As DevOps has evolved from a culture to a job title, many companies have realized the value of a well-thought-out Continuous Integration and Continuous Delivery/Deployment pipeline. Jenkins is an open-source automation platform that has become one of the more popular CI/CD tools available. So, here is a crash course to help guide you through basic Jenkins concepts.
How to use this crash course: Reading every word of this “crash course” will not make you a Jenkins expert. The goal for this crash course is two-fold: to provide a reference for Jenkins concepts and to provide a framework for someone to teach themselves, Jenkins, relatively quickly. The topics here are presented in a very bare-bones fashion and provide an overview of the basic Jenkins concepts. The recommended approach to learn Jenkins is to step through each topic, read it, and then google it if needed to understand the topic deeper.
Continuous Integration vs. Continuous Delivery vs. Continuous Deployment
- Continuous Integration: Small frequent steps where developers commit and merge their code, after which automated tests and builds are run.
- Continuous Delivery: Continually creating code automatically that is a candidate for deployment. This means creating code that is ready to deploy, but not necessarily deploying it.
- Continuous Deployment: Continually using automated processes to push code out.
A job in Jenkins is any runnable task in Jenkins. It is now called a project in Jenkins documentation (but everyone will probably call it a job in real life).
- Freestyle Project: This is the most common type of project. Normally executes a bash or Powershell command.
- Pipeline: Used to be called workflow. Written in DSL. For things that do not fit in a freestyle project because they are too complicated or span multiple nodes.
- Multi-configuration Project: For projects that will be tested in multiple environments and require different configurations, depending on the environment.
- Github Organization: Can use the source control platform’s organization and allows Jenkins to act on Jenkinsfiles within the orgs repositories.
- Folder: A method to group projects together. The folder name becomes part of the path of the projects.
- Multi-Branch Pipelines: Jenkins uses a Jenkinsfile to mark repositories. If a branch is created in that repository, Jenkins will create a project/job in Jenkins for that branch automatically.
Includes all items that are part of the job/project. In some cases, global libraries will be available to all jobs.
A build is the result of a single execution of a project.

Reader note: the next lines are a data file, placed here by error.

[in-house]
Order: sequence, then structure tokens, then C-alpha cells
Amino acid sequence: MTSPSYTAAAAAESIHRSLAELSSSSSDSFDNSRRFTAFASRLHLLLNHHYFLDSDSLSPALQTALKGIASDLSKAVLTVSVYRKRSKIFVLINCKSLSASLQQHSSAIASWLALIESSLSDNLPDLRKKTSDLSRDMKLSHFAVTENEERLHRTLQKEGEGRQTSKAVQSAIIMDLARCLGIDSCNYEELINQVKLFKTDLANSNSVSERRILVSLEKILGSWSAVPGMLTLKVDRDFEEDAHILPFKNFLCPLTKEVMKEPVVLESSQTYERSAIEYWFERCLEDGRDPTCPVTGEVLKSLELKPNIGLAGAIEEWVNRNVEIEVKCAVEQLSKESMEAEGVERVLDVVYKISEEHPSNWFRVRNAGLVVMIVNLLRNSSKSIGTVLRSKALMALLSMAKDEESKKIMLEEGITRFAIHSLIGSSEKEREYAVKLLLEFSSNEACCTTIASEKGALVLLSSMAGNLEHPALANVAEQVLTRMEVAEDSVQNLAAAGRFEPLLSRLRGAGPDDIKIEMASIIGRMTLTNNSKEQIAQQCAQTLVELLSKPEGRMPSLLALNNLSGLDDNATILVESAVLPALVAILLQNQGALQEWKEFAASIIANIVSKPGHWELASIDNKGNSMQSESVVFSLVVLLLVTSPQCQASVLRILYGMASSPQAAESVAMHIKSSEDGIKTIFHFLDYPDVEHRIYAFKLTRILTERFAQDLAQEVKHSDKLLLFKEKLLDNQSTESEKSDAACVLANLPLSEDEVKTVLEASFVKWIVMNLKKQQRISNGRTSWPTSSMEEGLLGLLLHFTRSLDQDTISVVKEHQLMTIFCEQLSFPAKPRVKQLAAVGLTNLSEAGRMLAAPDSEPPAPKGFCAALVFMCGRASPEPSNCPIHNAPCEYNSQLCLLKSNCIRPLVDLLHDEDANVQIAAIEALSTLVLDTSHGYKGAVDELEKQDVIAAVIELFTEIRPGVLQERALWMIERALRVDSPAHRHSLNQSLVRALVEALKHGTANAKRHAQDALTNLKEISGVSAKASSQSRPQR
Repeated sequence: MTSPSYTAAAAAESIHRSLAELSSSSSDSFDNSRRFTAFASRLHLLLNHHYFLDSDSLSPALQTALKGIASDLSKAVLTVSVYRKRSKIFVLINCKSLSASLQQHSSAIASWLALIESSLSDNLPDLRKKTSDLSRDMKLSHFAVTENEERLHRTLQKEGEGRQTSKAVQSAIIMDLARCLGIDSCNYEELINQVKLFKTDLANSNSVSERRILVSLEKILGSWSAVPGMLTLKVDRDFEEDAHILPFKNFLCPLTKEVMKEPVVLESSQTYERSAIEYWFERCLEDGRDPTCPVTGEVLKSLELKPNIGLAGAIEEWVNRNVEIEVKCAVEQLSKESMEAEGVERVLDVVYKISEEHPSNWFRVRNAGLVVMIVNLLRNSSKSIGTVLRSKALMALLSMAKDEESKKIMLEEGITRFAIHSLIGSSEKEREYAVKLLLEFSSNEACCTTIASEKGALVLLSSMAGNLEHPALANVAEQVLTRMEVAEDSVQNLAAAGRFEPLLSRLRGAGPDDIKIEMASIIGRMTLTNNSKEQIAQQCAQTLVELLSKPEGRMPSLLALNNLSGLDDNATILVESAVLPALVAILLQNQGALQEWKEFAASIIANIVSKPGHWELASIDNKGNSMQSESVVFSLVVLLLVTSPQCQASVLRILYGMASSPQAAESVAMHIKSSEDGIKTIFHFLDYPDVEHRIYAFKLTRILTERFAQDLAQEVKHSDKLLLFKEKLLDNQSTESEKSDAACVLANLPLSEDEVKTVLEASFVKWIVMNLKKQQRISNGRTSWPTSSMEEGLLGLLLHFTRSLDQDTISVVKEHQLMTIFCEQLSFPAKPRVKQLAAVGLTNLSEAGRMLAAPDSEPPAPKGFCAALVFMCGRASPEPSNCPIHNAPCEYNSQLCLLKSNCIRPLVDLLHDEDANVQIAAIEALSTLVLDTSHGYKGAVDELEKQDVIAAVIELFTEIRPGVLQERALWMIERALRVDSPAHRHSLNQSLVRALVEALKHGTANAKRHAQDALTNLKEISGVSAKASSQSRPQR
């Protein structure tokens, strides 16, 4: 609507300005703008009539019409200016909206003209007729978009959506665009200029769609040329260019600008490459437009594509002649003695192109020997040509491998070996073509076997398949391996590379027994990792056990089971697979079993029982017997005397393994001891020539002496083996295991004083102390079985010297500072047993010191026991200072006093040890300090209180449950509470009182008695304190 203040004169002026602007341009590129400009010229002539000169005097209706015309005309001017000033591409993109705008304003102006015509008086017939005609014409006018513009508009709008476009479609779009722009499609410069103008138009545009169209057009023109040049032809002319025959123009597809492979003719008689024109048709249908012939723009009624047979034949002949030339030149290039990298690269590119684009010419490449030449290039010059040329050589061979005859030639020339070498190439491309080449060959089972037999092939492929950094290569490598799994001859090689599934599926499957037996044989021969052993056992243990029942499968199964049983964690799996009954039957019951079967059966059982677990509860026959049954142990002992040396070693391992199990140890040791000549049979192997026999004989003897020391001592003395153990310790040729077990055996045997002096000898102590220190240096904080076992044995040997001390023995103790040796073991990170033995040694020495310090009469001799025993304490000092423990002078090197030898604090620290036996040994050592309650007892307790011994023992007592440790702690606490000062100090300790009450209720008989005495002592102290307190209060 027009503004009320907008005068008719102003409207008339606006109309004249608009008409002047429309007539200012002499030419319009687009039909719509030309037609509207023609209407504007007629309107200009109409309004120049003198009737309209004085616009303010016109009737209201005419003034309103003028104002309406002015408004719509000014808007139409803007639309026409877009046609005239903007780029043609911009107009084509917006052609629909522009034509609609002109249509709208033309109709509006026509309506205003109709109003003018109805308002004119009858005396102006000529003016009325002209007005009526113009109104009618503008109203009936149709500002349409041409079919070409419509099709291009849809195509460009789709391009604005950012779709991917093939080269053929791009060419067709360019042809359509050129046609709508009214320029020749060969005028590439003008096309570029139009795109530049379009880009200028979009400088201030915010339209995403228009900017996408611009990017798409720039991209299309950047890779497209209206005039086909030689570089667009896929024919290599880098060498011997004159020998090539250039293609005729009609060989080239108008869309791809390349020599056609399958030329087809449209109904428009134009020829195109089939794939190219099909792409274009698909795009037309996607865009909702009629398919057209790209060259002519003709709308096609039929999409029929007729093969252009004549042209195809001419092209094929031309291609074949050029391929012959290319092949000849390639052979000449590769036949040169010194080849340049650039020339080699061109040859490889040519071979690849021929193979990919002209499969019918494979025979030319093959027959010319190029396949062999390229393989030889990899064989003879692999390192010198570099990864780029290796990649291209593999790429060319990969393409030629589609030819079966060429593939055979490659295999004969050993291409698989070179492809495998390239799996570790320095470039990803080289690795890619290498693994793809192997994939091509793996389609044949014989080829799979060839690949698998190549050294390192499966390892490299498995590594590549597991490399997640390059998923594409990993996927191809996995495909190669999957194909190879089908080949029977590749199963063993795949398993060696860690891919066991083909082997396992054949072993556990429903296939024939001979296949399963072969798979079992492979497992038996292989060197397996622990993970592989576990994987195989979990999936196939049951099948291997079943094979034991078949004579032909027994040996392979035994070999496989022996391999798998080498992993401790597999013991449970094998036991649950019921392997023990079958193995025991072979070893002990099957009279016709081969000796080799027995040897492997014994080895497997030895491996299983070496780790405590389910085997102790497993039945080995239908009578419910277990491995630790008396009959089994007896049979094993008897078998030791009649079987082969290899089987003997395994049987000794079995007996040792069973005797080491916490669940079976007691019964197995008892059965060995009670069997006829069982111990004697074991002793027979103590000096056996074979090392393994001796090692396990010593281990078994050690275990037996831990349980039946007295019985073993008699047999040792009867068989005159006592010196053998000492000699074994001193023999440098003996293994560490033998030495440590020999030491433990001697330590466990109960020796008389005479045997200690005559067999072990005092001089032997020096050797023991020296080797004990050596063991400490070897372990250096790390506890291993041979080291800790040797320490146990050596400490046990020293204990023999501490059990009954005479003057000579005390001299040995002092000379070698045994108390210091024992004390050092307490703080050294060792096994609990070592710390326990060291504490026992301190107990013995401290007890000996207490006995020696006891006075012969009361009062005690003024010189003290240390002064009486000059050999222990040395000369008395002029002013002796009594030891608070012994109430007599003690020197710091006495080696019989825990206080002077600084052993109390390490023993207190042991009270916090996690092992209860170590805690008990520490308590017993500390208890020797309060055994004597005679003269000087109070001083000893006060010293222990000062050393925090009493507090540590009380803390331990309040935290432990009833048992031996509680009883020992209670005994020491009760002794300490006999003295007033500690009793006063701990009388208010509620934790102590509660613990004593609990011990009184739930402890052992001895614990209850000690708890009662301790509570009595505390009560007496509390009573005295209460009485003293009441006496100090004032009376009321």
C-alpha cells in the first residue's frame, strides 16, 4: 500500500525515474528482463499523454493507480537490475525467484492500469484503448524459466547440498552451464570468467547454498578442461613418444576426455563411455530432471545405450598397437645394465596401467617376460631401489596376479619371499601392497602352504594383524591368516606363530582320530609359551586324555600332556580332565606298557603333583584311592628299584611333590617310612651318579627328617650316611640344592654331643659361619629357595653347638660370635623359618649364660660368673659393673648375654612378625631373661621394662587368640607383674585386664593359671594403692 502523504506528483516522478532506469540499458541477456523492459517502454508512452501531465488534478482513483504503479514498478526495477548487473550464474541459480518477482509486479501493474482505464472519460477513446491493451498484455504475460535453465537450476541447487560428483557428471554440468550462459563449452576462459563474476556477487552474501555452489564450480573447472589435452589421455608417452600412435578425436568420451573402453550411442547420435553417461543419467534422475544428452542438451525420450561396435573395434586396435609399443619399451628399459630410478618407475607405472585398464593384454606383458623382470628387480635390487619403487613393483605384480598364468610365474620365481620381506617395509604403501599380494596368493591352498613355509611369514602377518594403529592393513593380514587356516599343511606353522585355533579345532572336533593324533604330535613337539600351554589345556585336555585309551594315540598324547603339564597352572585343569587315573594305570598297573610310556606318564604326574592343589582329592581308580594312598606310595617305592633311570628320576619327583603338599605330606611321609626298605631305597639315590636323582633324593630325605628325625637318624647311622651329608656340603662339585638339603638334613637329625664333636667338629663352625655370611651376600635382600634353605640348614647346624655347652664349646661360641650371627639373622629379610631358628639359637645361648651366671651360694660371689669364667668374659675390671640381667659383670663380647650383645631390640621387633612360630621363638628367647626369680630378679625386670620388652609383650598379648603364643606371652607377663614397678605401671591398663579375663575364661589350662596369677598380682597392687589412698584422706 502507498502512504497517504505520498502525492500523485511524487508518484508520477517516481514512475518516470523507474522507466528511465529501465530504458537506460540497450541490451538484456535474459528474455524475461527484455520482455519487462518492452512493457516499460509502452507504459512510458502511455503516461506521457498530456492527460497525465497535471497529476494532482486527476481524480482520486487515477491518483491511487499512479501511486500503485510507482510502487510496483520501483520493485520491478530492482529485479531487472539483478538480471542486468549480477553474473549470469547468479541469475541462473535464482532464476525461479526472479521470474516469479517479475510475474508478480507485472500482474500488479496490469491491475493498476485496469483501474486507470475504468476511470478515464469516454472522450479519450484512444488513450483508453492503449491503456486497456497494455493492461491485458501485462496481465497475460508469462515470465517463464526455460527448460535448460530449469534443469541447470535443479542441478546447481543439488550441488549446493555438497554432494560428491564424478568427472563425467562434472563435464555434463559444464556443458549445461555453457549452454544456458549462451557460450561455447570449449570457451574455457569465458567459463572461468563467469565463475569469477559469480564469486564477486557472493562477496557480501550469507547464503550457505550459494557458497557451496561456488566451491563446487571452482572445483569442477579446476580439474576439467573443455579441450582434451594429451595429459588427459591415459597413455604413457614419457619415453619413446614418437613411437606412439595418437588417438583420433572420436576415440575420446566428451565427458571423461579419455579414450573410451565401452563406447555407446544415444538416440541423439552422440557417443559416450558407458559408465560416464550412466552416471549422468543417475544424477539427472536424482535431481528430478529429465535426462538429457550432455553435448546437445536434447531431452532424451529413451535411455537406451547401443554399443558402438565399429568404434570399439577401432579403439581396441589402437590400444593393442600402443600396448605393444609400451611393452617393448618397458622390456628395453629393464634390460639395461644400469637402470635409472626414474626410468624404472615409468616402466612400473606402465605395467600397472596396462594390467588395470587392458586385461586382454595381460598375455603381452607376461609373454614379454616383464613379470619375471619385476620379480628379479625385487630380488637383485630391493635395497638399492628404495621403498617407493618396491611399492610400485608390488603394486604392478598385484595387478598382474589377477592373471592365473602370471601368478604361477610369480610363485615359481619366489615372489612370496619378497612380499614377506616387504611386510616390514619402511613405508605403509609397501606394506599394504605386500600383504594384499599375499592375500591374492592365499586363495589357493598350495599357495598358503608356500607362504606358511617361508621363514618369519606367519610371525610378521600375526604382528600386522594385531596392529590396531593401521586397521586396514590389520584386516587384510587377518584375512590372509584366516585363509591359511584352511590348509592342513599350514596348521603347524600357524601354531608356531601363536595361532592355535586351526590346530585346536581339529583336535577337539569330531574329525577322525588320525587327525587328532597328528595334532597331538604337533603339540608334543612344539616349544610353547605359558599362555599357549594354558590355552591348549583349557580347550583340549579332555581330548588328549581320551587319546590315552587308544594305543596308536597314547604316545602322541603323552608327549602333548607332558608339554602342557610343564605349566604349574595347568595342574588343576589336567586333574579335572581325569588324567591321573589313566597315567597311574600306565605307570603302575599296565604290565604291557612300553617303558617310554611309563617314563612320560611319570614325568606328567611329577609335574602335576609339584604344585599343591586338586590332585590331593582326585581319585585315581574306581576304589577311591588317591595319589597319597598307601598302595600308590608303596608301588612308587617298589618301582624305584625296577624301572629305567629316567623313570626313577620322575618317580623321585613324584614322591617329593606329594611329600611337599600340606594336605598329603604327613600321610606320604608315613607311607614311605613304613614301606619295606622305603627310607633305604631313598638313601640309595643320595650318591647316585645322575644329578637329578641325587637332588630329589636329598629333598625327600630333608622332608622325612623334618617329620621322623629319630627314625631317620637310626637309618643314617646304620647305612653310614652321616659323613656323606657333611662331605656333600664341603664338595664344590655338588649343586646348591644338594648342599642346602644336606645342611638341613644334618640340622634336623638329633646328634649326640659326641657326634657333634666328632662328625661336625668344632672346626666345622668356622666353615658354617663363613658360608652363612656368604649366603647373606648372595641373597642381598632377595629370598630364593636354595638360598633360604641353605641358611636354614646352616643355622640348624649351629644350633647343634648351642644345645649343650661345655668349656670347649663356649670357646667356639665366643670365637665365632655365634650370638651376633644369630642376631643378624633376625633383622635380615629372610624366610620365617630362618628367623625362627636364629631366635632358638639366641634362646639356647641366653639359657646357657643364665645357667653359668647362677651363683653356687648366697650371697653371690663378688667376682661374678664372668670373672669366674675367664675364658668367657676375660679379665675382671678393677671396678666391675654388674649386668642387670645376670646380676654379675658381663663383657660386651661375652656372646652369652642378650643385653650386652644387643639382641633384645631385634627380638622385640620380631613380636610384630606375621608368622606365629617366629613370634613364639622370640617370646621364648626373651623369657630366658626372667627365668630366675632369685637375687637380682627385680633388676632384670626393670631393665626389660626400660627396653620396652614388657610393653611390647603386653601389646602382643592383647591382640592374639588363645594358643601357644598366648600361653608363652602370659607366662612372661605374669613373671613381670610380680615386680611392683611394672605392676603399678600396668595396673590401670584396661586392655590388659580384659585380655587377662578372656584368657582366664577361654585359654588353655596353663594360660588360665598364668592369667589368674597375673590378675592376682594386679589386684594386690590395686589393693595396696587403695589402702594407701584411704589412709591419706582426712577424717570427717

A single task within a project.
Criteria for starting a new pipeline to run.
Immutable files that are generated during a build or a pipeline run. These are archived on the Jenkins master for later retrieval. Typically artifacts are maintained in a separate repository for access.
A repository is a place that holds items that need to be retrieved later, such as deployment artifacts.
The software that actually performs the build portion of the pipeline.
Build Configuration steps
The configuration depends on the tool, but the general steps are:
- Start Jenkins and install the required plugins.
- Perform Global Configuration steps – Telling Jenkins what the build tool is and how you interact with it.
- Create a Job/project that uses the tool.
- Update tools configuration file.
Clean checkout is when you delete the local repository and check out a new copy of the repo whenever a job runs.
- Unit Test: Test of individual components (classes, methods, modules) to ensure outputs are as expected.
- Smoke Test: General test of the software to check functionality. To see if it is stable enough for further testing.
- Verification Test: “Did we satisfy the build requirements?”
- Functional Test: “Does this feature work?” or “Can a user do this?”
- Acceptance Test: Handoff test with the client to verify that it does what they expect it to do.
Notifications give active feedback to the status of processes within the project.
Types of notifications
- Instant Messaging configured by plugins
Build jobs in which the executor of the build is located on a node separate from the master. This is done for parallelism: Running multiple steps or stages at once. The master node acts as a controller for the build job, running specific builds on specific agents.
Agents are tagged to determine what type should be run on what agent. This is so that a node with a specific configuration can run pipeline steps that match it. This is important so that build jobs can run on the agents with the tools available that they need.